The additive contribution of International English Language Testing System (IELTS) to enhancing performance of everyday life situations

A feedback by IELTS candidates in the State of Kuwait


Academic Paper, 2017
8 Pages, Grade: postgraduate

Free online reading

ABSTRACT

IELTS that stands for international English language test system usually comes with various scores and levels which actually reflects the ability of candidates in all over the world. This research paper was to illustrate that English language performance in any skill i.e., listening, speaking, reading and writing can be anticipated by a test that suits any of these skills or domains. However, bands can be highly support such an expectation and vice versa; meaning that the more bands candidates get, the more expectation of high English language performance they will characterized by.

The results indicate that bands that directly correspond to the aimed performance were significant contributions to expectation in the target domain according to the results of linear regression analysis. Consequently, assessing skills are possible not only in one specific skill but also in all domains. That can be achieved of English language proficiency is not precisely estimated.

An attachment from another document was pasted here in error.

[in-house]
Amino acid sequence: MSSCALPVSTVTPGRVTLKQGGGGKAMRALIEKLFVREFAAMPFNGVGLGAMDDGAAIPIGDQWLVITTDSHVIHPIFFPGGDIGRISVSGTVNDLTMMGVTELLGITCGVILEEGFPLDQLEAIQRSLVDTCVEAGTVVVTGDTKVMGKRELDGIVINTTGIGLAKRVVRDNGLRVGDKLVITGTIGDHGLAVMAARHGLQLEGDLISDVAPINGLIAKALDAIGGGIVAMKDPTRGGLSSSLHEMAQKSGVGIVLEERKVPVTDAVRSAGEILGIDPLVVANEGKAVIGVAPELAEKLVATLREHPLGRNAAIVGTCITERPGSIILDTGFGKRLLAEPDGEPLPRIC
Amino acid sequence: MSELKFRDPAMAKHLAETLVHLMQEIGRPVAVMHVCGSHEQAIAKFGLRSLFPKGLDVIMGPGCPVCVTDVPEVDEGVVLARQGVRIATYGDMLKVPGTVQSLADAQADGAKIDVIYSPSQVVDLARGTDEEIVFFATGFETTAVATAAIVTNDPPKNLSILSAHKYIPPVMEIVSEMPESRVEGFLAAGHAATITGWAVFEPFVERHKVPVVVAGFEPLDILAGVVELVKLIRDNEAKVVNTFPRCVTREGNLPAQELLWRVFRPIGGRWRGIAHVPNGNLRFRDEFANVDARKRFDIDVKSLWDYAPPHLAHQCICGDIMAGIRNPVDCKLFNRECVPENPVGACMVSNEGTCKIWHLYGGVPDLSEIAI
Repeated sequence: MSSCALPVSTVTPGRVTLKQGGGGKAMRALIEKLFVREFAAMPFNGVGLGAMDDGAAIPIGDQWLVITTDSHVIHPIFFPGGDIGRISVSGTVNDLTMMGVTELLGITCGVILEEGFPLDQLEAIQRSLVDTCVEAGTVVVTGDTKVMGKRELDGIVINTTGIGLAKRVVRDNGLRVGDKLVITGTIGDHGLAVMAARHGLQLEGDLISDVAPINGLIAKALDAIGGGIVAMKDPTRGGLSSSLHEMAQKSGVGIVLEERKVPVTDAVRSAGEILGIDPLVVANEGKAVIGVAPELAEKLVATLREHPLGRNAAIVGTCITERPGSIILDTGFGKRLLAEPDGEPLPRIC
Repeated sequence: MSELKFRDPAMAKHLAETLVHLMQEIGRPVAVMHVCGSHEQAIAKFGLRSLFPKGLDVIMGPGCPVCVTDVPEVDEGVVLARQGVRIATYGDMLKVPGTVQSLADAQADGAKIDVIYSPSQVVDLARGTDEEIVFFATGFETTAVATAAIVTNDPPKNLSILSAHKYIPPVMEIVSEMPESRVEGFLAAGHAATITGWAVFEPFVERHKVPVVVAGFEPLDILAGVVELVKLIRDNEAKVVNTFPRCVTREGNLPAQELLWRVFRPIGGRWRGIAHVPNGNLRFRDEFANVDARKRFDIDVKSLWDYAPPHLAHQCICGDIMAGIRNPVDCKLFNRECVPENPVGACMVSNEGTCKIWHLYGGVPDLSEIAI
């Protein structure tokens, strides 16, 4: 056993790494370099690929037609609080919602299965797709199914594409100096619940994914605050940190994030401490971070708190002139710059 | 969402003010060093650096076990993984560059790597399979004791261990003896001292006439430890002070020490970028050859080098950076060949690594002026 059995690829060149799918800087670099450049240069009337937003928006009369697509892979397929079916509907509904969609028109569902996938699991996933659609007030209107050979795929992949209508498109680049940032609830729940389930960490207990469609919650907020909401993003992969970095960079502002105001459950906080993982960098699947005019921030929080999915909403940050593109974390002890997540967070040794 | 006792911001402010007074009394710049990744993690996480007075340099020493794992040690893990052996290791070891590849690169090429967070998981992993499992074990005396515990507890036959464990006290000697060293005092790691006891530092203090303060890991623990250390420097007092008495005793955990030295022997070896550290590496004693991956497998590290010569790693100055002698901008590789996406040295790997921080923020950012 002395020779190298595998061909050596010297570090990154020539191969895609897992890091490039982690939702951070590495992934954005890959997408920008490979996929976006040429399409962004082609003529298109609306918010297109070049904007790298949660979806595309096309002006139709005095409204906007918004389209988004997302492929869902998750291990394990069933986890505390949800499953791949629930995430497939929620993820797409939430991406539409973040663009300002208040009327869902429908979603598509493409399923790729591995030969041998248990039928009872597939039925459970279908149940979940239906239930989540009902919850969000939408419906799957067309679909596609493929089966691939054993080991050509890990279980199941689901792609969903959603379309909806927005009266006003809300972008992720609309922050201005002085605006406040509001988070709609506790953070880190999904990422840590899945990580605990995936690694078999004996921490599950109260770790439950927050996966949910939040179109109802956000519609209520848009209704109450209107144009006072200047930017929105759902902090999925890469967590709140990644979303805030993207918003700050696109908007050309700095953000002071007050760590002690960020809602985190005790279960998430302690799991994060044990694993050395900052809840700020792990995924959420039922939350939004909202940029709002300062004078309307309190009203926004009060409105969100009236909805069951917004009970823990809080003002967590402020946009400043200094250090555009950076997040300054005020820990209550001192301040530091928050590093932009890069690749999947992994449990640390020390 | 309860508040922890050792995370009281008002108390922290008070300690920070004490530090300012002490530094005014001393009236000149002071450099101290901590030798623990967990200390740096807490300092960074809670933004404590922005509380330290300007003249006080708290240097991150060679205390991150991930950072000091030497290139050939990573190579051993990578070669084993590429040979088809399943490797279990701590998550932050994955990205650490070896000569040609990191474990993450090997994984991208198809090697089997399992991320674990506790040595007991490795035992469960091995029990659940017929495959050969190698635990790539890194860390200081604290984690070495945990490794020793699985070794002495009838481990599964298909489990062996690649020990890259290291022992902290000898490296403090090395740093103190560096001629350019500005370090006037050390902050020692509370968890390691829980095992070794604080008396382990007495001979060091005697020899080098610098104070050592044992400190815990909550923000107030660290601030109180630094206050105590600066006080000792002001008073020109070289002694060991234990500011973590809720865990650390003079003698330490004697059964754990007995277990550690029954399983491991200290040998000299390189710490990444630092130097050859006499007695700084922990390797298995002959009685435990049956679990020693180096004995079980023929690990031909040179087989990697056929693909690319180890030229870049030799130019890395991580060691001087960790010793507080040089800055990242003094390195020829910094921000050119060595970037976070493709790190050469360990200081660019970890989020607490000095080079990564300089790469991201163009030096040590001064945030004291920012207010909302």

Keywords: IELTS, self- assessment, language assessment, English Proficiency, tests of English.

Introduction

All tests must be accompanied with specific standards that reflect or measure the level of professional practice (American Educational Research Association, 1999). The validity of scores is considered as one of the most outstanding standards as well as testing programs. Users or candidates of tests need guidance on the way they use such scores in such scores in an appropriate way and how to get rid of any possible misapplications. In such a case, scores can be good for making decision as well as self esteem.